Pasty butt is a relatively common issue in baby chicks. It is easy to spot and fix, but can be fatal if not treated.
When a hen becomes broody and hatches her own chicks, she will care for them in just about every way possible.
If you get chicks from a store or hatchery or if you hatch them in an incubator, you take on all the responsibility of a mother hen. One of the less glamorous jobs is keeping the chick butts clean.
Pasty butt occurs when a chick poops and the poop dries and hardens right under her tail feathers. This hard, dried poop will block the chick’s vent and prevent her from being able to poop anymore. If this happens she will die.
Pasty butt is not super common, but it’s common enough that you want to be on the lookout for it. If it’s going to happen, it will probably happen in the first two weeks of life or so.
Causes of Pasty Butt
During the first two weeks of life the chicks are going through lots of adjustments. They’ve just hatched out of their eggs, been shipped to a store, purchased by their new owner, and brought to another new location. They are adjusting to a new home, new food, drinking water, and many new sights and sounds.
This can be a stressful experience. If the chicks are in a high traffic area this may also cause some stress. Being handled too much can also cause stress. We handle our chicks, but try not to keep them out from under the heat lamp for too long. We also teach our kiddos how to properly handle them so it’s an enjoyable experience for both the kids and the chicks.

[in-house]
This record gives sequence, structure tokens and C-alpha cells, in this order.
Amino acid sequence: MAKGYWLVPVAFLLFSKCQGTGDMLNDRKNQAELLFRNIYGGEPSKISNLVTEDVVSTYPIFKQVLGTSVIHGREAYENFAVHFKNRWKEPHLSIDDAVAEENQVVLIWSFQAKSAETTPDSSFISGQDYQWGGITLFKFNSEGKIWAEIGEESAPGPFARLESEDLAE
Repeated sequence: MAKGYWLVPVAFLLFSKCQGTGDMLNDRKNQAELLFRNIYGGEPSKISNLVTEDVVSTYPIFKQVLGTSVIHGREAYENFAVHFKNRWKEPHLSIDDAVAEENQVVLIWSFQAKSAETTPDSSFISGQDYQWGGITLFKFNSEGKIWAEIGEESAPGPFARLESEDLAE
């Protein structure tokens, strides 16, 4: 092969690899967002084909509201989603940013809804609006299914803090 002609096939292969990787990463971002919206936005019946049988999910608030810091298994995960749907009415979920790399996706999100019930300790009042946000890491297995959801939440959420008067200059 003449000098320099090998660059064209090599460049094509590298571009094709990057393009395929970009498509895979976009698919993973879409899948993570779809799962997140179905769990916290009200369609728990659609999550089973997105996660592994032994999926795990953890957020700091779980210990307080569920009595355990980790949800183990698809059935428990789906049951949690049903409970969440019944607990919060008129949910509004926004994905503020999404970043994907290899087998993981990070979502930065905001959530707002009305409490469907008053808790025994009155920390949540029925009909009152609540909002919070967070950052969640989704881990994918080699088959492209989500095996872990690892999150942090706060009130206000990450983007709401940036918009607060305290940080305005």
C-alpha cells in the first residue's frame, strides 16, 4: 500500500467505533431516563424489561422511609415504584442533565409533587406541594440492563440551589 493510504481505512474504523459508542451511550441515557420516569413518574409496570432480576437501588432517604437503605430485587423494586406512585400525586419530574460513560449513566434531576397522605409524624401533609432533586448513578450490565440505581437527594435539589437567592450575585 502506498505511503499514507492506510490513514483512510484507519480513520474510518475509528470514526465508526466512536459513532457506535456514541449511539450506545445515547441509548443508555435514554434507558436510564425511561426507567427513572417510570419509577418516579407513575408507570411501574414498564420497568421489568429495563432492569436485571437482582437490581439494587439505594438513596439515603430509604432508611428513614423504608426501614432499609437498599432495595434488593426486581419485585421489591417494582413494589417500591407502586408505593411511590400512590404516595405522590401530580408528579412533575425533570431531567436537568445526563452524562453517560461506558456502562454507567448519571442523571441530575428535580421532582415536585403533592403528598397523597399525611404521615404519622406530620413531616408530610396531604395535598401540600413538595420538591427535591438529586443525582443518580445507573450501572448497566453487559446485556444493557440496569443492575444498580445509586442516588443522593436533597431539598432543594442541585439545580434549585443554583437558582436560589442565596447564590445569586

Baby chicks cannot keep themselves warm. They need the heat of a heat lamp. The older they get the less heat they will require.
Even without a thermometer you can tell if the chicks are too hot or too cold. If the chicks are too cold they will spend the majority of their time hunkered down directly under the heat lamp. They will also chirp constantly and loudly. If the chicks are too hot they will try to get as far away from the heat lamp as possible. Keep an eye on their behavior and you’ll know if they need more heat or less.
Sometimes It Just Happens
You can be as careful and cautious as possible, and sometimes these things just happen. Even the most expert and diligent of chicken keepers is going to run into some problems every now and then. So if this does happen, don’t be too hard on yourself.
Treating Pasty Butt
What you’ll need:
- rag wet with warm water
- soft, dry rag
What you’ll do
- Carefully hold the chick with her butt facing you.
- Carefully wet her butt area with a warm rag. You want to use warm water so the chick doesn’t get too cold during this process. The warm rag will help loosen the dried poop.
- Gently wipe her vent area until it is all clean.
- Once her vent area is clear and clean use the soft, dry rag to gently snuggle and dry the chick.
- Keep an eye on her (and the rest of the chicks) for the next few days to make sure she doesn’t develop pasty butt again.
- I have heard of some people applying a small amount of vaseline with a q-tip to the vent area if the problem reoccurs. I’ve never had a chick with recurring pasty butt, so I don’t have personal experience here.
What Not To Do
- Do not pull on the hard, dried poop. You might inadvertently pull out some down feathers and injure the chick
- Do not give your chick a bath. As mentioned earlier chicks can’t keep themselves warm, so getting them soaking wet is not the best idea.
- Do not wait until later to treat it. If you see it, go ahead and take care of it. It really doesn’t take long to clean, and both you and your chick will be happier that you fixed the problem.